Sugar climbed for a second day in New York on speculation lower prices will start to attract demand just as competition for raw material sugar cane in top grower Brazil may increase next year. Arabica coffee rose.
Sugar has fallen 15 percent this year as supplies are set to outpace demand for a third season in 2012-13. Competition for raw material sugar cane in Brazil could soon increase as the government may raise next year the mandatory blend of ethanol into gasoline back to 25 percent from 20 percent now, ABN Amro Bank NV said in a quarterly report e-mailed today. Sugar and the biofuel are both made from the same raw material in Brazil.
“As a result, approximately 20 million tons of sugar cane would be needed extra for the production of ethanol,” Hans van Cleef, an analyst at the Dutch bank, wrote in the report. A rise in ethanol output will limit downside to sugar prices, he said.
Raw sugar for March delivery was up 0.8 percent to 19.83 cents a pound by 7:28 a.m. on ICE Futures U.S. in New York. White, or refined, sugar for March delivery rose 0.6 percent to $534.10 a metric ton on NYSE Liffe in London.
The global sugar surplus will be 6 million tons in 2012-13, following excess supplies of 8 million tons in 2011-12, Julio Borges, director at JOB Economia & Planejamento, said at a conference in London last week. Ethanol production in Brazil may rise by 30 percent in the 2013-14 season, he said.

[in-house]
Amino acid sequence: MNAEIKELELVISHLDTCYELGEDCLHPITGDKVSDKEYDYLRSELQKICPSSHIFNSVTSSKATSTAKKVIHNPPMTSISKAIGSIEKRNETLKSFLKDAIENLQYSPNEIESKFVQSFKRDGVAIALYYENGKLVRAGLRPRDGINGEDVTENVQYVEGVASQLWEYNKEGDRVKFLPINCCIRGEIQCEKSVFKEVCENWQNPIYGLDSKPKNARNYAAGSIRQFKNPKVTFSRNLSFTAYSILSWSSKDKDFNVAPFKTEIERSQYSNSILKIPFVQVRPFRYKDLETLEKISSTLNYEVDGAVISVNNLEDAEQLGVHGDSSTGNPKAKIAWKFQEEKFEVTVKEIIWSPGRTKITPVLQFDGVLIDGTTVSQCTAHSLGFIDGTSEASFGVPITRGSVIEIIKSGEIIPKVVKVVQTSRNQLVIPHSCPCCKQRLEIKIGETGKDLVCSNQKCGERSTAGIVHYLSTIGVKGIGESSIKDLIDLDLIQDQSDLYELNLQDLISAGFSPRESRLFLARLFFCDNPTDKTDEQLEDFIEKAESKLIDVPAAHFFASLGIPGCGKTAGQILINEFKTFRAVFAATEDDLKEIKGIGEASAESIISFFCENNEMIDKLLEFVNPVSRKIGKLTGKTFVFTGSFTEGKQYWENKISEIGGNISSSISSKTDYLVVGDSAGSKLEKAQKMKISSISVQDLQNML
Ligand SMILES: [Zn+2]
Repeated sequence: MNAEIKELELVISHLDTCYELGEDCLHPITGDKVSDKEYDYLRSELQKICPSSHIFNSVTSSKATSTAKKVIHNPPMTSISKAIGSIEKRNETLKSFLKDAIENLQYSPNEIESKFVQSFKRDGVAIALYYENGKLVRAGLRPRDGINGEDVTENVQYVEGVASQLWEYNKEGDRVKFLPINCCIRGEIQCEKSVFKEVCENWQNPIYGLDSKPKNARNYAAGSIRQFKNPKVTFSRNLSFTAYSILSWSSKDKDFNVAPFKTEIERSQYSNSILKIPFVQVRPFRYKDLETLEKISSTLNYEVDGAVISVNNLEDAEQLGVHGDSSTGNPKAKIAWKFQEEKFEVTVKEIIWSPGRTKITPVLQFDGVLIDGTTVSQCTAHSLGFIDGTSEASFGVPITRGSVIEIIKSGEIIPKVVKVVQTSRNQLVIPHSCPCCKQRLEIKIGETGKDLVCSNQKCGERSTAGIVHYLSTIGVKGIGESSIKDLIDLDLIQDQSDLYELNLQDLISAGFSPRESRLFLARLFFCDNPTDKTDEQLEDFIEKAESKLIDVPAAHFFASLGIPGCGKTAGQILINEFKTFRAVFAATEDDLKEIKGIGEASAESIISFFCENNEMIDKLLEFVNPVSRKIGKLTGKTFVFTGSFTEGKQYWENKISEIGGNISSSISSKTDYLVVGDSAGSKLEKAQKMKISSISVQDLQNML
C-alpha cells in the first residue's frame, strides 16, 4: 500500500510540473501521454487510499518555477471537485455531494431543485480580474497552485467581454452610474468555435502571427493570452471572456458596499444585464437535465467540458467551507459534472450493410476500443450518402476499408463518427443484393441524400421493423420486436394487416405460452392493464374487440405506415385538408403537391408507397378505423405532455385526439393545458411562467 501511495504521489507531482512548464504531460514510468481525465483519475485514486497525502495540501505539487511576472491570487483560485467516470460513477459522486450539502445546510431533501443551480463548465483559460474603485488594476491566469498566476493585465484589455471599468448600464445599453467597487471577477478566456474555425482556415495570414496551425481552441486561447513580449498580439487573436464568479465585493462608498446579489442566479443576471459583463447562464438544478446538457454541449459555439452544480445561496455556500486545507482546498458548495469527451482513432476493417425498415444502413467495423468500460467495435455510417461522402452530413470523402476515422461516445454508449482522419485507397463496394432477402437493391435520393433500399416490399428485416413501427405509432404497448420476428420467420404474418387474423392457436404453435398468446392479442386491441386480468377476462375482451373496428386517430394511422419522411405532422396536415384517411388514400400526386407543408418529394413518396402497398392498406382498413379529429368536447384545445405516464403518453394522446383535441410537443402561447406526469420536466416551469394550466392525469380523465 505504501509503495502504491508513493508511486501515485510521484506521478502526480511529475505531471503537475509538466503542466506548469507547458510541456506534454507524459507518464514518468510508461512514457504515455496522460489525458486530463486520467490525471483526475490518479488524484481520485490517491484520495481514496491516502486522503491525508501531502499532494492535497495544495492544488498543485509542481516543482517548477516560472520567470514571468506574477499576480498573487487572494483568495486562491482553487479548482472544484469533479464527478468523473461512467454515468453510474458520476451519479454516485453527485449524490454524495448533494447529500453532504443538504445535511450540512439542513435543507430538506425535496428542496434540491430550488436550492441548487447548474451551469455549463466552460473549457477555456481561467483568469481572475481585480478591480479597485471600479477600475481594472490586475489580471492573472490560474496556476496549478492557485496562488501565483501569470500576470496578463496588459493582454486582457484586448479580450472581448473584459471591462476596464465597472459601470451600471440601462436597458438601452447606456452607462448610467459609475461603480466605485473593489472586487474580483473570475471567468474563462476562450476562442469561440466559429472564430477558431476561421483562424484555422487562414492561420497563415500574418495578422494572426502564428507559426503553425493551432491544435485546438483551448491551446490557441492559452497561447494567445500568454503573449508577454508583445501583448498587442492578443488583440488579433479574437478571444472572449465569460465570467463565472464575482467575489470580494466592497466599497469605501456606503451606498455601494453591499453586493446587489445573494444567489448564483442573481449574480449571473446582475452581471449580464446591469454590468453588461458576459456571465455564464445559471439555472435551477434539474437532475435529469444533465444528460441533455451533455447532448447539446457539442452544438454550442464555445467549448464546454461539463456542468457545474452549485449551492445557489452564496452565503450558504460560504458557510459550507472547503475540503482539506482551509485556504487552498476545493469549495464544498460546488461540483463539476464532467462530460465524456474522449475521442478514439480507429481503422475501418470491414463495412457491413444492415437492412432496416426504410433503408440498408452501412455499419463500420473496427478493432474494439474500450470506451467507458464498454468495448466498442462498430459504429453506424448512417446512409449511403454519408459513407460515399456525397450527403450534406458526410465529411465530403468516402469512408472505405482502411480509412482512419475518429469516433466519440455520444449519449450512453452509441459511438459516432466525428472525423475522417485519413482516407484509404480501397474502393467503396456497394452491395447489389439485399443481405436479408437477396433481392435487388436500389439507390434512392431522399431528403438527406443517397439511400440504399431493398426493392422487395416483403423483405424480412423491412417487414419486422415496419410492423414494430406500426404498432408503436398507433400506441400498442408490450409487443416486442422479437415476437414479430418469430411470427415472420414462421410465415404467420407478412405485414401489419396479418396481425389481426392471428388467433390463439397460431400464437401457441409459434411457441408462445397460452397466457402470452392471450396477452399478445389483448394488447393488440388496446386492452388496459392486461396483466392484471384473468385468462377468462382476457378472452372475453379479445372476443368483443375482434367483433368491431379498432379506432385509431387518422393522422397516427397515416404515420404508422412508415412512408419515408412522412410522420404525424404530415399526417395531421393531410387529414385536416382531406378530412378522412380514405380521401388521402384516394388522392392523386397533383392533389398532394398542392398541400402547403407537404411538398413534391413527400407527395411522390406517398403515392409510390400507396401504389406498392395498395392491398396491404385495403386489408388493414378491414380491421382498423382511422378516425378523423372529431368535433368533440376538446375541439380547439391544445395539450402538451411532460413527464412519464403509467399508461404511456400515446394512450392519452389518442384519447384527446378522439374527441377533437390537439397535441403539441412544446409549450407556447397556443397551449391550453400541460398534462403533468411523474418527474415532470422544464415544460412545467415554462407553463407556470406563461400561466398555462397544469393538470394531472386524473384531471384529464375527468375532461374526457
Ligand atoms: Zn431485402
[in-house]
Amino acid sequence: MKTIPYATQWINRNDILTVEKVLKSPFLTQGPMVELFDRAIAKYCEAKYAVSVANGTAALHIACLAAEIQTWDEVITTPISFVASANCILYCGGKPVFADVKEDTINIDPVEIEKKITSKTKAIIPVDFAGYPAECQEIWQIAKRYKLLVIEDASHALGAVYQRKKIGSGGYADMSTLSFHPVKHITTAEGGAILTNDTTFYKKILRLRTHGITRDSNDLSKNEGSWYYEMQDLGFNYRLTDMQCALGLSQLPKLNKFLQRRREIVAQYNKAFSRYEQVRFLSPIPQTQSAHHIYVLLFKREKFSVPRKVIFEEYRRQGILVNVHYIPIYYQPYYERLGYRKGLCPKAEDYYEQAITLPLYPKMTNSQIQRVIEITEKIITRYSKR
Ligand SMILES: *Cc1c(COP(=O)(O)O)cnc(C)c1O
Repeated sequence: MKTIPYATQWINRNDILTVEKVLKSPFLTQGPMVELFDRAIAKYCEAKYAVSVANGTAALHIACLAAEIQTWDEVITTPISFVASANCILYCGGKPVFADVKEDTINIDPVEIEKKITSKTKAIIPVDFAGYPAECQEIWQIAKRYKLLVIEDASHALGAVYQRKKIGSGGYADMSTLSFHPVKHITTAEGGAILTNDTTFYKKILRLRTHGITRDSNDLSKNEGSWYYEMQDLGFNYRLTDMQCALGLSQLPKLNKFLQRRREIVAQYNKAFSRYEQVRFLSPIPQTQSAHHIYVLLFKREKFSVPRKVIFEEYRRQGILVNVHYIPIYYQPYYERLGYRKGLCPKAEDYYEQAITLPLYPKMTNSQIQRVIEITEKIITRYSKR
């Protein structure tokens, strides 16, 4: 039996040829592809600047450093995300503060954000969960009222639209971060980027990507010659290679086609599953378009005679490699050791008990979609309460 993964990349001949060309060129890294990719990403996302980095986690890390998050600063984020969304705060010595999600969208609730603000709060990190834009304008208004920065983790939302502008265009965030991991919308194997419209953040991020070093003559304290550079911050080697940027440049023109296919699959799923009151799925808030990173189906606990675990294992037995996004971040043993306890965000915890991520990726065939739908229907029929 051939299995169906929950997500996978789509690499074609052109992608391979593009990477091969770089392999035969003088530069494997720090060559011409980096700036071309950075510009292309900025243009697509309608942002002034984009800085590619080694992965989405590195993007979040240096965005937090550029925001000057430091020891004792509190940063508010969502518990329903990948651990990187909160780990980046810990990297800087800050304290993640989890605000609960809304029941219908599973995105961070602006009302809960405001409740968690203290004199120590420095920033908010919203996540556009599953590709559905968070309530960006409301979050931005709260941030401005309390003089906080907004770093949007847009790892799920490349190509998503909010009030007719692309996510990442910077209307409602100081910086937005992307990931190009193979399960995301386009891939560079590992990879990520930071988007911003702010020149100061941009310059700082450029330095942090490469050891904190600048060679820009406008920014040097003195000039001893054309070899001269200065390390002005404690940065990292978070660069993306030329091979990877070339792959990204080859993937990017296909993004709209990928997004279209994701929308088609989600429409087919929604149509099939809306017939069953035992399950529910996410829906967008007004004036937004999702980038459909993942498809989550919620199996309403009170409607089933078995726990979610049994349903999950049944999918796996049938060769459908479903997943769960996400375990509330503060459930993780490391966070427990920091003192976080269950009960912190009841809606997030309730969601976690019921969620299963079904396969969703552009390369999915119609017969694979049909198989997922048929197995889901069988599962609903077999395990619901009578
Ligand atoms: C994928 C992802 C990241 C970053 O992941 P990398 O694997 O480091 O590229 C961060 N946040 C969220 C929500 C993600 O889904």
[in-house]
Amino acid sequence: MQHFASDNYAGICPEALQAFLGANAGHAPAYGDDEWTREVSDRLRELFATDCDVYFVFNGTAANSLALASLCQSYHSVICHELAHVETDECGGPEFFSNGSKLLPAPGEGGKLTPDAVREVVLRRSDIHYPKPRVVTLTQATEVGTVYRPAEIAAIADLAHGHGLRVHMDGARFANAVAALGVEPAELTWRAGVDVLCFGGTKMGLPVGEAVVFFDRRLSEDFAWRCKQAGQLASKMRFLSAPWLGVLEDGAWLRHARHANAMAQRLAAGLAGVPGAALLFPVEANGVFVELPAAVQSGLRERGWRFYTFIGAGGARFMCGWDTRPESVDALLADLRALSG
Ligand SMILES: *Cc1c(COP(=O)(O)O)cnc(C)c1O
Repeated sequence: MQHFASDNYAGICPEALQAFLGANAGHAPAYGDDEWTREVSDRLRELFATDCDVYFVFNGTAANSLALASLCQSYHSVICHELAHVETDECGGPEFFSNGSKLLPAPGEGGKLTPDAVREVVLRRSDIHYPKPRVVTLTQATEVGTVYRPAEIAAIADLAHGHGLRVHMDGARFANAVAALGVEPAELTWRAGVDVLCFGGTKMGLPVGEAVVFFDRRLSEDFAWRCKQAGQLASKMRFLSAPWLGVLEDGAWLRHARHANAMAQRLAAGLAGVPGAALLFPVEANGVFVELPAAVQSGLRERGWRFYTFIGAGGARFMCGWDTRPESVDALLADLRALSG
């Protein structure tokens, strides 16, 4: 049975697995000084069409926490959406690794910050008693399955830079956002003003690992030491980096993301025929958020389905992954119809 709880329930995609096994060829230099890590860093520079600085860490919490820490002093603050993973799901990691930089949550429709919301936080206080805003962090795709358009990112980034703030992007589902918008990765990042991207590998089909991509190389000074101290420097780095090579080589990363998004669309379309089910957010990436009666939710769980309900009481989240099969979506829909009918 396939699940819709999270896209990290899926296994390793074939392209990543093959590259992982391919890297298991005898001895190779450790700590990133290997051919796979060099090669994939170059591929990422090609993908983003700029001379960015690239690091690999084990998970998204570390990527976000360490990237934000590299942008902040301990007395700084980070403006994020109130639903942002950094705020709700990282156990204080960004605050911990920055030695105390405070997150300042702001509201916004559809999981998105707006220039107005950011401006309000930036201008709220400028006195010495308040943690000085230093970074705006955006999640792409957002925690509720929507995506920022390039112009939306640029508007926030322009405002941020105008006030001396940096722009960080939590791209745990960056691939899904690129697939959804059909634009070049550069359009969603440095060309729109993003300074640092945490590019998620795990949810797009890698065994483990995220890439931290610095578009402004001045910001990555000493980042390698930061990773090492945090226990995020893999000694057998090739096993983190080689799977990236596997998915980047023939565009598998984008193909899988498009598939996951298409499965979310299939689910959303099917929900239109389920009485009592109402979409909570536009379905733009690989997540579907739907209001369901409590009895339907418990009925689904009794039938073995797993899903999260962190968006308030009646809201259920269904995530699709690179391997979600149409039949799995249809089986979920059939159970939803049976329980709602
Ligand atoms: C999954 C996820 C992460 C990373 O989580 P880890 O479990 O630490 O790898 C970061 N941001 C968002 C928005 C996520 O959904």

Lower prices may be spurring demand. India, the world’s second-largest producer and biggest consumer, will import 500,000 tons of sugar in 2012-13, according to the Foreign Agricultural Service unit of the U.S. Department of Agriculture.
Vessels scheduled to leave Brazil’s main ports as of yesterday would take 131,700 tons of sugar to India and 125,600 tons to Indonesia, data from Williams Servicos Maritimos Ltda. showed. Indonesia will overtake China as the world’s biggest importer of the raw variety in 2012-13, Tom McNeill, a director at Brisbane, Australia-based Green Pool Commodity Specialists Pty, said in London last week.
Arabica coffee for December delivery rose 0.5 percent to $1.6055 a pound on ICE. Robusta coffee for January delivery was unchanged at $2,057 a ton on NYSE Liffe.
Cocoa for December delivery was up 0.4 percent to $2,409 a ton in New York. Cocoa for March delivery fell 0.3 percent to 1,555 pounds ($2,509) a ton in London.
To contact the reporter on this story: Isis Almeida in London at Ialmeida3@bloomberg.net
To contact the editor responsible for this story: Claudia Carpenter at Ccarpenter2@bloomberg.net.